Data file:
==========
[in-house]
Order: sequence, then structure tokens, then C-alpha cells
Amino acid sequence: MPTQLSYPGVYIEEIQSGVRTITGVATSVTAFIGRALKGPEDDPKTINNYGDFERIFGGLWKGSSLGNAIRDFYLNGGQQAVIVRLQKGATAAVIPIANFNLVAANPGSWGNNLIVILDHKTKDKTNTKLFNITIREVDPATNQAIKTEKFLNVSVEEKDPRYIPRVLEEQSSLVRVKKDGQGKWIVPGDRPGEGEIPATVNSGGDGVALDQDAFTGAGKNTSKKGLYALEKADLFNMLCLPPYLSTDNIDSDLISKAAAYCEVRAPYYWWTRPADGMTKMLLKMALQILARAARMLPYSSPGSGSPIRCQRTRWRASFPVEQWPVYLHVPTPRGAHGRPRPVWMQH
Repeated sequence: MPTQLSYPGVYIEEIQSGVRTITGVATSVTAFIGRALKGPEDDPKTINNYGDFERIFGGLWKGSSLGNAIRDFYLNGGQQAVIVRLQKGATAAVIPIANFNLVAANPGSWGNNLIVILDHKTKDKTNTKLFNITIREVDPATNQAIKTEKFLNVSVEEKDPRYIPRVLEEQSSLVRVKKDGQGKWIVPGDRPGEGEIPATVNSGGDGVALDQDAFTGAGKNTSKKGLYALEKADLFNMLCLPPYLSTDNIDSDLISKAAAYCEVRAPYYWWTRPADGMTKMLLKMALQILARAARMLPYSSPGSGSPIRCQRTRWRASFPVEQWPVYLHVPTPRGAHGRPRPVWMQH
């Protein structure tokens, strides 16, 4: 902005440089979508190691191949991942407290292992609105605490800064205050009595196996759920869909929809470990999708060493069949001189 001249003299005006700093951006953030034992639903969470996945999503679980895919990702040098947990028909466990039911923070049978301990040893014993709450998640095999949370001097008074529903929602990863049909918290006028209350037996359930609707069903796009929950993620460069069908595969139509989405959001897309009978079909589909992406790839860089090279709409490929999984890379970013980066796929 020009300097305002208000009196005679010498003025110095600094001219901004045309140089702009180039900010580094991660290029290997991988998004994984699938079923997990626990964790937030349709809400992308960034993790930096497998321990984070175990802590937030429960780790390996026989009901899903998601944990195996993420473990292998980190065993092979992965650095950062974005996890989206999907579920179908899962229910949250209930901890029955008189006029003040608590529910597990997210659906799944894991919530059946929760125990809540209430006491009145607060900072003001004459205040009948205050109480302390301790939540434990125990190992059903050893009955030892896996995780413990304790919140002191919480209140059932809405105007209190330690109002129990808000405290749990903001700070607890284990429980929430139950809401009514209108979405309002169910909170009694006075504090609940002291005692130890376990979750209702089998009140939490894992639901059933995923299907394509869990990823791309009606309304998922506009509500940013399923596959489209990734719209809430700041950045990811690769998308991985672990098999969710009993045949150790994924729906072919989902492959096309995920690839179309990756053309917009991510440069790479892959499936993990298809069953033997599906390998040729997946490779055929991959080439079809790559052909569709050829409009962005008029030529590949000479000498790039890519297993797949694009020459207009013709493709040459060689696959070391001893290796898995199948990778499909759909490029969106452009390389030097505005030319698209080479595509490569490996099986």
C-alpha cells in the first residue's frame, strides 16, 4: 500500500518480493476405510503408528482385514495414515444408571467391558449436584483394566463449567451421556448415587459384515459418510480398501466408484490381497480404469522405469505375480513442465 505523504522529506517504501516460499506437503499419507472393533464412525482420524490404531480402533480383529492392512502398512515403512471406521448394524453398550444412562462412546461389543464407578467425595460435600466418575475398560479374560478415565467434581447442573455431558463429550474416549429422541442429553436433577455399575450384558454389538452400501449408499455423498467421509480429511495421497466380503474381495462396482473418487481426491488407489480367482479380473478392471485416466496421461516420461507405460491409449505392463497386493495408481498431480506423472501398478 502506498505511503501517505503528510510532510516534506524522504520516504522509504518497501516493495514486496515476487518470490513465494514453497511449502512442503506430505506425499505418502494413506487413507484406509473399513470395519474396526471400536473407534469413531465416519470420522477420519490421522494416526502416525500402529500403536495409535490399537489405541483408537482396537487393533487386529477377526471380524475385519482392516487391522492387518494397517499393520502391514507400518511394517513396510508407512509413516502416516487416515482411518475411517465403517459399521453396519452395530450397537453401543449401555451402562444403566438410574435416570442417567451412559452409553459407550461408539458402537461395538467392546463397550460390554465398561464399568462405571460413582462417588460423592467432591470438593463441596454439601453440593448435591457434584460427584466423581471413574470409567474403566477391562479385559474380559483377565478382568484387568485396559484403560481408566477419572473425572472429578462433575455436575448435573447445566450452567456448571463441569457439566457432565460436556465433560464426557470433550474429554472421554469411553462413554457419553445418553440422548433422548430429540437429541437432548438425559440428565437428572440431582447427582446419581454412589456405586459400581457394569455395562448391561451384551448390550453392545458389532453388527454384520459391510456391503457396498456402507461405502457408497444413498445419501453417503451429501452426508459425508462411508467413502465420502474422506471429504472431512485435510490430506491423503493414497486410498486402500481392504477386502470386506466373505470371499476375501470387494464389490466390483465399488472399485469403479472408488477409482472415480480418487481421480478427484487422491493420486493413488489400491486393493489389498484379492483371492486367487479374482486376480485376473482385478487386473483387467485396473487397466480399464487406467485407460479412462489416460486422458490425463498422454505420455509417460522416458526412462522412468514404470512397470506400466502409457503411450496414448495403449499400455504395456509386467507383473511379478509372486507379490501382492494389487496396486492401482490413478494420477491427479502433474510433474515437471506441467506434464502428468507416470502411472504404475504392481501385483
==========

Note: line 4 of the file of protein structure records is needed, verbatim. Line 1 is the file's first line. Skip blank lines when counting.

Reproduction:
Repeated sequence: MPTQLSYPGVYIEEIQSGVRTITGVATSVTAFIGRALKGPEDDPKTINNYGDFERIFGGLWKGSSLGNAIRDFYLNGGQQAVIVRLQKGATAAVIPIANFNLVAANPGSWGNNLIVILDHKTKDKTNTKLFNITIREVDPATNQAIKTEKFLNVSVEEKDPRYIPRVLEEQSSLVRVKKDGQGKWIVPGDRPGEGEIPATVNSGGDGVALDQDAFTGAGKNTSKKGLYALEKADLFNMLCLPPYLSTDNIDSDLISKAAAYCEVRAPYYWWTRPADGMTKMLLKMALQILARAARMLPYSSPGSGSPIRCQRTRWRASFPVEQWPVYLHVPTPRGAHGRPRPVWMQH